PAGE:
15.  “I know what the world has done to my brother and how narrowly he has survived it. And I know, which is much worse, and this is the crime of which I accuse my country and my countrymen, and for which neither I nor time nor history will ever forgive them, that they have destroyed and are destroying hundreds of thousands of lives and do not know it and do not want to know it. “

welcome to america

16.  “A big, sandy-haired man held his daughter on his shoulders, showing her the Statue of Liberty. I would never know what this statue meant to others, she had always been an ugly joke for me. And the American flag was flying from the top of the ship, above my head. I had seen the French flag drive the French into the most unspeakable frenzies, I had seen the flag which was nominally mine used to dignify the vilest purposes: now I would never, as long as I lived, know what other saw when they saw a flag.”

17.  “I love America more than any other country in this world, and, exactly for this reason, I insist on the right to criticize her perpetually.”

“What to the Prisoner Is the Fourth of July?”

Incarcerated, disenfranchised, and condemned by society.

The 4th of July is one of those holidays I never know what to do with.  Go see some fireworks?  Not a big thrill.  Catch a parade and wave the flag?  That’s not my style.  Attend a cook-out and eat some burgers and brats prepared on the grill?   That’s fine as far as it goes, but it doesn’t make me feel particularly plugged into celebrating the nation’s independence, especially when I know that precious independence quite purposefully excluded the African slaves forcefully brought to America.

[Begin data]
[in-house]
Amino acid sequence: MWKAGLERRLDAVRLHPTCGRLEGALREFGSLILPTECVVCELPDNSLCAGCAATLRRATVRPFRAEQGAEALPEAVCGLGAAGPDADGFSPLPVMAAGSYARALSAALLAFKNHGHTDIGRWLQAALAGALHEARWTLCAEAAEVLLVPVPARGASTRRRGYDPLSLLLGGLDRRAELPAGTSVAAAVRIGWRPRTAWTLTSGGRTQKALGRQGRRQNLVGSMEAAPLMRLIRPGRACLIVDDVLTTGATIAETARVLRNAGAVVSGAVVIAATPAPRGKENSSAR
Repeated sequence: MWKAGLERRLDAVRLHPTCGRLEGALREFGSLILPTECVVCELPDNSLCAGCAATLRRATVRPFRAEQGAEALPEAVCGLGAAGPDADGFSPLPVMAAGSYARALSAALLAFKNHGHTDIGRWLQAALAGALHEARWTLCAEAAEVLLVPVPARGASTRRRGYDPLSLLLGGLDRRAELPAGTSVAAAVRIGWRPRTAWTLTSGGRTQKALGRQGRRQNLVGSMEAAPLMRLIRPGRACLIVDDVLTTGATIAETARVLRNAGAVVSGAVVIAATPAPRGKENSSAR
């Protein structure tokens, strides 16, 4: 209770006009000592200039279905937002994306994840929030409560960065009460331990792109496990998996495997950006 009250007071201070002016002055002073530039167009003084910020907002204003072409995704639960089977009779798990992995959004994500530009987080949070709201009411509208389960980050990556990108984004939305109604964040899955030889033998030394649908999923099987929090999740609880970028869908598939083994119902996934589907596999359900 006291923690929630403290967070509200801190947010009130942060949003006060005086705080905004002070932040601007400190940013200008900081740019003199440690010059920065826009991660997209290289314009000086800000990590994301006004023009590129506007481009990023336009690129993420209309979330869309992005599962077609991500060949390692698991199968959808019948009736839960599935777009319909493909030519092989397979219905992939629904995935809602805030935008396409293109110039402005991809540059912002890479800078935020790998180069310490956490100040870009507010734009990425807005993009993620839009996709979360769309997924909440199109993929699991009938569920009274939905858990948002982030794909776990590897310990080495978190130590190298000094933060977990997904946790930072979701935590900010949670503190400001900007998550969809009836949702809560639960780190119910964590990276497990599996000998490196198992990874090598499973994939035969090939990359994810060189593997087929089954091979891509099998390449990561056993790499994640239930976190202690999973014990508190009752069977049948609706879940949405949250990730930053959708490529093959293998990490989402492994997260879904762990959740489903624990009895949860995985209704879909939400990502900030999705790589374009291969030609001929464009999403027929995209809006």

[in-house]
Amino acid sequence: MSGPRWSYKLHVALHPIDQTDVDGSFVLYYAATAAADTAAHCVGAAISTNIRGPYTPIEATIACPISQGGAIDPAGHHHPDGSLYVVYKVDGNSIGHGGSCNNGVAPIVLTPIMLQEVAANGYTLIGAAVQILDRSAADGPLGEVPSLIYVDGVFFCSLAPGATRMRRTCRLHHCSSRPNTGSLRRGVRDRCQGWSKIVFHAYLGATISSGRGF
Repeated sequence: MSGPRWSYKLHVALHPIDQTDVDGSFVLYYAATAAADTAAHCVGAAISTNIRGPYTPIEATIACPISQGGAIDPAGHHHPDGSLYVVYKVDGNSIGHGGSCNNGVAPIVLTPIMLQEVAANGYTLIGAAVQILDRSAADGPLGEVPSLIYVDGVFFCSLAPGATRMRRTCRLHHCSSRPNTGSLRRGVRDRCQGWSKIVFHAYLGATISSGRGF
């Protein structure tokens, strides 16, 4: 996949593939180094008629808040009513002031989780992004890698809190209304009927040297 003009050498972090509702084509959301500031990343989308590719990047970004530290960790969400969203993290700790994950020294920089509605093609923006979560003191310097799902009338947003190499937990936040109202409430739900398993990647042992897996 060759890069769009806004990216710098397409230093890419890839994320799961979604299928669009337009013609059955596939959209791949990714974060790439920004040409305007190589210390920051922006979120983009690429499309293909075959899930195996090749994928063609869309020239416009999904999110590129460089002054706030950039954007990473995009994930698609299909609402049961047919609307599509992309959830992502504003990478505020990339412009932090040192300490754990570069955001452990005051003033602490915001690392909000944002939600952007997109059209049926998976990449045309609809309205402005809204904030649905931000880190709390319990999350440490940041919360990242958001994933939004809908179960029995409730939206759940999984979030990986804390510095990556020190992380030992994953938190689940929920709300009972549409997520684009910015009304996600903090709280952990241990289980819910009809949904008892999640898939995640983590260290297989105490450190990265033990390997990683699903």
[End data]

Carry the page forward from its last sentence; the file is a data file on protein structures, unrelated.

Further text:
For over a year I tried and failed to find a Black-oriented website interested in running a story about The New Jim Crow: Mass Incarceration in the Age of Color Blindness by Michelle Alexander.  Maybe it’s more my fault than the editors I submitted my pitch to.   Maybe I assumed wrong that they would be interested in the shocking and sobering facts Alexander’s excellent book  reveals such as “There are more African Americans under correctional control today — in prison or jail, on probation or parole — than were enslaved in 1850, a decade before the Civil War began.”

Or maybe I just made a lousy pitch to the wrong publications.  It’s possible.   It’s also possible we as a people prefer to forget about the men and women we lock away even as also forget most of them will be coming out someday.   What does a Black man who has been incarcerated, disenfranchised and deprived of any way to better  his circumstances come out to except the high probability he will end up back in prison?    Even if he spends this national holiday as man freed from a cell, is he truly a free man?

Alexander wrote a book that should stir a movement.

In any case, rather than celebrate America’s day of independence, instead take a moment to remember there are nearly 900,000  Black men behind bars (my nephew is one of them), some that deserve to be there, but many more who are casualties of this country’s racist War on Drugs and ask as Frederick Douglass did in this edited version of “What, To the Slave, Is the Fourth of July?”

It works almost the same way if you change “slave” to “prisoner.”